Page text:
[B]'Selenography'[/B] is the discipline of studying the moon's surface....

‘Selenography’ is the discipline of studying the moon’s surface. It’s fitting, then, that this new album by [a]Rachels[/a] – a Louisville-based ensemble of classical composers and avant-rockers, one of whom used to be in Rodan – should sound so distant, so removed; like a vast gulf of time separates author and listener.

Of course, it’s not really that elaborate. ‘Selenography’ is the sound of art-rockers splashing around in their own decadence. Post-rock a bit clichid? Never mind: a bit of revisionism, and we can pretend that whole rock thing never happened. Now, where’s that harpsichord? Ah, here it is, on the po-faced ‘Honeysuckle Suite’. Over five minutes, in fact, of a harpsichord solo, which sternly summons the gravitas of a medieval court, but never lets the jester get a look in. In fact, one wonders what the other ten members of [a]Rachels[/a] are doing in the meantime.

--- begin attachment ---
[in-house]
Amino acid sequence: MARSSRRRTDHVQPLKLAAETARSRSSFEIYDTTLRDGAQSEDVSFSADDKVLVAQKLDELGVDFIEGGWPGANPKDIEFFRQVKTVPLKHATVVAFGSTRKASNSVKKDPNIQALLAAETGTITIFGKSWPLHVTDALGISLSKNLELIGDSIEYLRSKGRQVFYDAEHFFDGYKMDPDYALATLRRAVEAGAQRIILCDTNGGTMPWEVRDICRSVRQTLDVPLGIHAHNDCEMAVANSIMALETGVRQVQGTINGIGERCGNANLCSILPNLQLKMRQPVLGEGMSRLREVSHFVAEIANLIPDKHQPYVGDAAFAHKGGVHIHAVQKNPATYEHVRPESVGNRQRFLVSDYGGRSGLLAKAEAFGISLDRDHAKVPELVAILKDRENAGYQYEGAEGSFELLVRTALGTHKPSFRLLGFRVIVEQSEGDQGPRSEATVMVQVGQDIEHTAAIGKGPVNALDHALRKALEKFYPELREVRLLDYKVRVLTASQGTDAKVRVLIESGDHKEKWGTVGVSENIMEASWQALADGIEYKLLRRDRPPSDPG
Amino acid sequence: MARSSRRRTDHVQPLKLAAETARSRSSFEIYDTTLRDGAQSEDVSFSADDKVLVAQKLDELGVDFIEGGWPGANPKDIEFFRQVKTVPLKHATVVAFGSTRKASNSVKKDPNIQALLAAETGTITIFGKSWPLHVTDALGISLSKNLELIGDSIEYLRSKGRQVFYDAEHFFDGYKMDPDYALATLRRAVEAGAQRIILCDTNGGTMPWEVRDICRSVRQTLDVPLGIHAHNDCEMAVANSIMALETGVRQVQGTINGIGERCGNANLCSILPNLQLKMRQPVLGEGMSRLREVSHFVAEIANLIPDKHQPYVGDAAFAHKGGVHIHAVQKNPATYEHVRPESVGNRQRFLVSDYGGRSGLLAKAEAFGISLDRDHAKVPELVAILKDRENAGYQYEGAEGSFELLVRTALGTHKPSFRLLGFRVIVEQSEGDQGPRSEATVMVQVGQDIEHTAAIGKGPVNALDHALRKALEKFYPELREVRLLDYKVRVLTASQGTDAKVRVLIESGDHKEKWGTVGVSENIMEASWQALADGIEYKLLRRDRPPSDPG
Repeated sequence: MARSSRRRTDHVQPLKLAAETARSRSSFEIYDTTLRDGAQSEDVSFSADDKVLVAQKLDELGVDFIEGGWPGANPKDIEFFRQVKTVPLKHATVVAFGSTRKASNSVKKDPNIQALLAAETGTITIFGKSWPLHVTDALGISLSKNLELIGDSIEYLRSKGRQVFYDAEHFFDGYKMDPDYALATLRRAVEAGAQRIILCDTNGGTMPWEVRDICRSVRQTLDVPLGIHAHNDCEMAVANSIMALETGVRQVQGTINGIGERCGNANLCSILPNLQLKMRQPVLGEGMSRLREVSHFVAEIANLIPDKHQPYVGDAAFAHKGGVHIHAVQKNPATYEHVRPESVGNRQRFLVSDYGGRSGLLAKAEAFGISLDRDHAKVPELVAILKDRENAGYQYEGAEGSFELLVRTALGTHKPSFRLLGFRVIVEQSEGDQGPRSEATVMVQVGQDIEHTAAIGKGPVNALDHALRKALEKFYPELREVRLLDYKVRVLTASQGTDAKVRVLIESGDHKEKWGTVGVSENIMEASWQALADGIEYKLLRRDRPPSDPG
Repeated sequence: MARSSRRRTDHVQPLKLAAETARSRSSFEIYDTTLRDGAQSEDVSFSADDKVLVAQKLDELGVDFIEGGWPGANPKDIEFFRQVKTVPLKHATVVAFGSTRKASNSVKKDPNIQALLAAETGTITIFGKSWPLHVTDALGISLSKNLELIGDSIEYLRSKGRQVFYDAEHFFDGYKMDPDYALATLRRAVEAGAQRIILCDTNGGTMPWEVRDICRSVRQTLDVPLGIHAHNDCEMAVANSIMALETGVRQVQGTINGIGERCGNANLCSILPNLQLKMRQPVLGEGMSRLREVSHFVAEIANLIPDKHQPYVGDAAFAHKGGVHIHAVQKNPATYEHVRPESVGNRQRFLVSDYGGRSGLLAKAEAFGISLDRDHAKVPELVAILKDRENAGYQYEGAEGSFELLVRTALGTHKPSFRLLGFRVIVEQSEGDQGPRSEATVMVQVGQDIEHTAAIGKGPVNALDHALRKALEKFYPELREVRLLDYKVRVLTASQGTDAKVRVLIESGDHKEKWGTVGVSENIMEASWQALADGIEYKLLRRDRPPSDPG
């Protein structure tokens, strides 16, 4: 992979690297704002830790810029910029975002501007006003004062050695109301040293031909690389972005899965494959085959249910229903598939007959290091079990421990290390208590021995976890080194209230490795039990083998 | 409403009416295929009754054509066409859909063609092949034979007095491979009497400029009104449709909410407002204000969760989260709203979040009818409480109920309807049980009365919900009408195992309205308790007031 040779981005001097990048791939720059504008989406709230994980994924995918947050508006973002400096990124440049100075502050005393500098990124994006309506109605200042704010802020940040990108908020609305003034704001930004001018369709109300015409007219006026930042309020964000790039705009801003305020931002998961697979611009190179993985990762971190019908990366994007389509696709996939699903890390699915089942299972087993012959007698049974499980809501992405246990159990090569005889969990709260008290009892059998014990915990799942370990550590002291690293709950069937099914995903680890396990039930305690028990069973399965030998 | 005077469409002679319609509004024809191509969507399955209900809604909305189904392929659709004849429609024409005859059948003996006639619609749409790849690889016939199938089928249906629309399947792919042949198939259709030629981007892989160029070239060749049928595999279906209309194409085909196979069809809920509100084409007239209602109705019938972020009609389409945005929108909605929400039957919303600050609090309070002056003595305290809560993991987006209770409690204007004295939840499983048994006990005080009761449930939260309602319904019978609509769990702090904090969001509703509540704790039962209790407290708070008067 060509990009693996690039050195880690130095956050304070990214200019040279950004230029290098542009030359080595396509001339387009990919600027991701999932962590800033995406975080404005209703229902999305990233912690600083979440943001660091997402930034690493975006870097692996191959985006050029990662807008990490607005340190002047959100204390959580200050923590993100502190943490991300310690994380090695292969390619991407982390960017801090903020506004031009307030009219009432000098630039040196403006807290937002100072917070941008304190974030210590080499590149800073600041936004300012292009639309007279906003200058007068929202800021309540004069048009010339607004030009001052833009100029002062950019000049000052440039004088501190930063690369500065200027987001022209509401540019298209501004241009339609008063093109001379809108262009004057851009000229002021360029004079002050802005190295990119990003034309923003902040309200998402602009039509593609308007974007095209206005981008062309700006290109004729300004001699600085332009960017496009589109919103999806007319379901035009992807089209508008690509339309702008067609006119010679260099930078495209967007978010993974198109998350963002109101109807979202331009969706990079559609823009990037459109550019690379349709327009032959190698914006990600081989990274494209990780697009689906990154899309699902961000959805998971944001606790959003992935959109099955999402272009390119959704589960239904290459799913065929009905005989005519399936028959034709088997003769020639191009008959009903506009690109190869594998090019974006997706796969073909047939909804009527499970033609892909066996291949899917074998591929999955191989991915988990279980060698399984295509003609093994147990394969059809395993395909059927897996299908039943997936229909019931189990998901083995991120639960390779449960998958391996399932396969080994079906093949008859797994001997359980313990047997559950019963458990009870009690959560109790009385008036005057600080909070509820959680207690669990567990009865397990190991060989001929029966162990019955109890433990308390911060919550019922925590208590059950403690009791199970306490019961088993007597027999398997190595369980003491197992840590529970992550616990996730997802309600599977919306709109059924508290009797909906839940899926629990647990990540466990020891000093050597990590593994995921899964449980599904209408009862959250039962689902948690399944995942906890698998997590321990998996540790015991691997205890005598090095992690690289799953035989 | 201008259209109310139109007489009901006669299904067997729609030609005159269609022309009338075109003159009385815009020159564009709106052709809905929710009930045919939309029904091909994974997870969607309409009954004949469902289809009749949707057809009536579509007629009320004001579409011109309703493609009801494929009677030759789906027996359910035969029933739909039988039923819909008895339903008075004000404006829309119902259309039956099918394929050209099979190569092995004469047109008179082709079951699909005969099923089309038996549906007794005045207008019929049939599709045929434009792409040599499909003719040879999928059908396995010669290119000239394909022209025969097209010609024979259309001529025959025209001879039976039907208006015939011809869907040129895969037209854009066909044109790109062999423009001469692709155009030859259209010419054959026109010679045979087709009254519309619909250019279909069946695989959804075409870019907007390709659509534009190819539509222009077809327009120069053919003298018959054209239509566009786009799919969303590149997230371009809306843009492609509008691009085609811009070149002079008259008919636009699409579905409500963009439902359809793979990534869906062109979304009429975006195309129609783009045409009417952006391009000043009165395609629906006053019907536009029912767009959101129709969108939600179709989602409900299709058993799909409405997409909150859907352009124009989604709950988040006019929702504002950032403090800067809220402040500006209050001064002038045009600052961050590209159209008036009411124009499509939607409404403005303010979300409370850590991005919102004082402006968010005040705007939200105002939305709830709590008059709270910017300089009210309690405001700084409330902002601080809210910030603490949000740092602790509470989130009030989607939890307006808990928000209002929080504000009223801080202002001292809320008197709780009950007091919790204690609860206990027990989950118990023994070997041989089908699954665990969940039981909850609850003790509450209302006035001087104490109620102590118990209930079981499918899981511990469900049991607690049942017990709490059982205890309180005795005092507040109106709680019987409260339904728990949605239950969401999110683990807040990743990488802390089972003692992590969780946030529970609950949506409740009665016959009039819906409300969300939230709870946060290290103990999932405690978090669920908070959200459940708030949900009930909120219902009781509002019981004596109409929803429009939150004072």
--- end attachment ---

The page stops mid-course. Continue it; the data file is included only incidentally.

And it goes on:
‘An Evening Of Long Goodbyes’, if still no ‘Rockafeller Skank’, is guided by ex-Rodan man Jason Noble‘s hand, and weaves an ornate orchestral spell reminiscent of Rodan. It proves that ‘Selenography’ does have stark, beautiful high points. But it doesn’t change the fact that much of this album is stilted, highbrow artifice, fun like an Amish theme park.

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